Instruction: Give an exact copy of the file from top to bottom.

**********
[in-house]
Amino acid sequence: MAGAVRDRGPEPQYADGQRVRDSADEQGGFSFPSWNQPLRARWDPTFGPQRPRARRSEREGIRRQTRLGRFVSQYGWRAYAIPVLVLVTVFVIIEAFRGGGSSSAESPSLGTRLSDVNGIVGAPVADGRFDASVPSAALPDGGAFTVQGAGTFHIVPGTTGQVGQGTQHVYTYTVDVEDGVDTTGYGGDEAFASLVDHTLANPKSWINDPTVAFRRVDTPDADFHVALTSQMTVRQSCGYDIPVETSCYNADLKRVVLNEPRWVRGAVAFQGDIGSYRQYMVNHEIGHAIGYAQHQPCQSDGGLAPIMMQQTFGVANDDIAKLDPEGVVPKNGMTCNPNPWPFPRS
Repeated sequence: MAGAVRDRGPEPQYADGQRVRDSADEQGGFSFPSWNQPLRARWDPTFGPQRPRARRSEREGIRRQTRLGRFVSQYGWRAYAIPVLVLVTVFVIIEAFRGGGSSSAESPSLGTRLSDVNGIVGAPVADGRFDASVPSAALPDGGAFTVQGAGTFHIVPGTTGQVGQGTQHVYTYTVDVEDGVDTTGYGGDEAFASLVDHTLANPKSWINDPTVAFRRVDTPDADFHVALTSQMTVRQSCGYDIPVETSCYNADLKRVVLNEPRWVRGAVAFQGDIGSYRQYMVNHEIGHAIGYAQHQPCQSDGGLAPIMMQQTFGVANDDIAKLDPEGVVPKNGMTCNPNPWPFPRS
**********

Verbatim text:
[in-house]
Amino acid sequence: MAGAVRDRGPEPQYADGQRVRDSADEQGGFSFPSWNQPLRARWDPTFGPQRPRARRSEREGIRRQTRLGRFVSQYGWRAYAIPVLVLVTVFVIIEAFRGGGSSSAESPSLGTRLSDVNGIVGAPVADGRFDASVPSAALPDGGAFTVQGAGTFHIVPGTTGQVGQGTQHVYTYTVDVEDGVDTTGYGGDEAFASLVDHTLANPKSWINDPTVAFRRVDTPDADFHVALTSQMTVRQSCGYDIPVETSCYNADLKRVVLNEPRWVRGAVAFQGDIGSYRQYMVNHEIGHAIGYAQHQPCQSDGGLAPIMMQQTFGVANDDIAKLDPEGVVPKNGMTCNPNPWPFPRS
Repeated sequence: MAGAVRDRGPEPQYADGQRVRDSADEQGGFSFPSWNQPLRARWDPTFGPQRPRARRSEREGIRRQTRLGRFVSQYGWRAYAIPVLVLVTVFVIIEAFRGGGSSSAESPSLGTRLSDVNGIVGAPVADGRFDASVPSAALPDGGAFTVQGAGTFHIVPGTTGQVGQGTQHVYTYTVDVEDGVDTTGYGGDEAFASLVDHTLANPKSWINDPTVAFRRVDTPDADFHVALTSQMTVRQSCGYDIPVETSCYNADLKRVVLNEPRWVRGAVAFQGDIGSYRQYMVNHEIGHAIGYAQHQPCQSDGGLAPIMMQQTFGVANDDIAKLDPEGVVPKNGMTCNPNPWPFPRS